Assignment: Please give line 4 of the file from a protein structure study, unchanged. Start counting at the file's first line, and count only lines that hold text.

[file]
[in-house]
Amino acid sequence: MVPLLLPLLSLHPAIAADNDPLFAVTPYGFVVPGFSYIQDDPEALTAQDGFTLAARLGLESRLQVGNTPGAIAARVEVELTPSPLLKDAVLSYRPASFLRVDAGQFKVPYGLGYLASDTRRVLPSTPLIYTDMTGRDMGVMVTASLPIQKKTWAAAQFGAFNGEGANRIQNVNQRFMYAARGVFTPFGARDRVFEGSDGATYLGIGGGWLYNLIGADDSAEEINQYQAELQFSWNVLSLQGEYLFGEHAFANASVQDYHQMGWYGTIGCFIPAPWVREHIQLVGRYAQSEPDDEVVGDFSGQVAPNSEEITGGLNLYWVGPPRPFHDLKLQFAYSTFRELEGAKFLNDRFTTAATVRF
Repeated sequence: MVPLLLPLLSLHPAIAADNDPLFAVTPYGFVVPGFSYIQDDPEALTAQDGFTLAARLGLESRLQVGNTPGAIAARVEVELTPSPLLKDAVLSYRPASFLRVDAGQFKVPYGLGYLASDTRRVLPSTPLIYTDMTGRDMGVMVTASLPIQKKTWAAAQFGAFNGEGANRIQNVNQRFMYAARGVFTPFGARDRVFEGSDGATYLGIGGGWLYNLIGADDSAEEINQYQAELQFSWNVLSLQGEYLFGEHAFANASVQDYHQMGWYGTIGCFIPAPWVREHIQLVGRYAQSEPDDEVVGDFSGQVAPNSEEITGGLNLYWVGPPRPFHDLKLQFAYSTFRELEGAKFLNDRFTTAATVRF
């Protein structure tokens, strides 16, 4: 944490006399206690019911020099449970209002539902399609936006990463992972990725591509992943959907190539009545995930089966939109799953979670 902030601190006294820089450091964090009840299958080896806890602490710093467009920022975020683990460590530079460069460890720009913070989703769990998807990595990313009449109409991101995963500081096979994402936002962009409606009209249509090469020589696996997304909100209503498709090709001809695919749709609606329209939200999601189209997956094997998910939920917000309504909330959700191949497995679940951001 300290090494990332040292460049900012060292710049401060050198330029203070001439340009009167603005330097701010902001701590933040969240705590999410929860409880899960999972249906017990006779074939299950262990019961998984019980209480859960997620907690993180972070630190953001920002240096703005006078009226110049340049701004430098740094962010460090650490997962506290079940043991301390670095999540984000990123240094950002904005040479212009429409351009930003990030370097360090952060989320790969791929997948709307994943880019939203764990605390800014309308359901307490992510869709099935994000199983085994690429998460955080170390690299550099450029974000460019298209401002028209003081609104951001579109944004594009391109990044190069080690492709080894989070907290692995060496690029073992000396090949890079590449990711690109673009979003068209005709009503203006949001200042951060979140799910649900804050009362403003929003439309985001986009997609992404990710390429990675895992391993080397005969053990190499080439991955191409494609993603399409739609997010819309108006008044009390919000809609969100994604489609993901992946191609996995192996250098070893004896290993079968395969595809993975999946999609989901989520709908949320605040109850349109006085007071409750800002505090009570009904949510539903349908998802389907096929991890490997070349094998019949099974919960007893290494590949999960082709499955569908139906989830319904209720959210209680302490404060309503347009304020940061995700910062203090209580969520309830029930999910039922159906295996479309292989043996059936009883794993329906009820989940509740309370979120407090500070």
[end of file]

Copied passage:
């Protein structure tokens, strides 16, 4: 944490006399206690019911020099449970209002539902399609936006990463992972990725591509992943959907190539009545995930089966939109799953979670 902030601190006294820089450091964090009840299958080896806890602490710093467009920022975020683990460590530079460069460890720009913070989703769990998807990595990313009449109409991101995963500081096979994402936002962009409606009209249509090469020589696996997304909100209503498709090709001809695919749709609606329209939200999601189209997956094997998910939920917000309504909330959700191949497995679940951001 300290090494990332040292460049900012060292710049401060050198330029203070001439340009009167603005330097701010902001701590933040969240705590999410929860409880899960999972249906017990006779074939299950262990019961998984019980209480859960997620907690993180972070630190953001920002240096703005006078009226110049340049701004430098740094962010460090650490997962506290079940043991301390670095999540984000990123240094950002904005040479212009429409351009930003990030370097360090952060989320790969791929997948709307994943880019939203764990605390800014309308359901307490992510869709099935994000199983085994690429998460955080170390690299550099450029974000460019298209401002028209003081609104951001579109944004594009391109990044190069080690492709080894989070907290692995060496690029073992000396090949890079590449990711690109673009979003068209005709009503203006949001200042951060979140799910649900804050009362403003929003439309985001986009997609992404990710390429990675895992391993080397005969053990190499080439991955191409494609993603399409739609997010819309108006008044009390919000809609969100994604489609993901992946191609996995192996250098070893004896290993079968395969595809993975999946999609989901989520709908949320605040109850349109006085007071409750800002505090009570009904949510539903349908998802389907096929991890490997070349094998019949099974919960007893290494590949999960082709499955569908139906989830319904209720959210209680302490404060309503347009304020940061995700910062203090209580969520309830029930999910039922159906295996479309292989043996059936009883794993329906009820989940509740309370979120407090500070």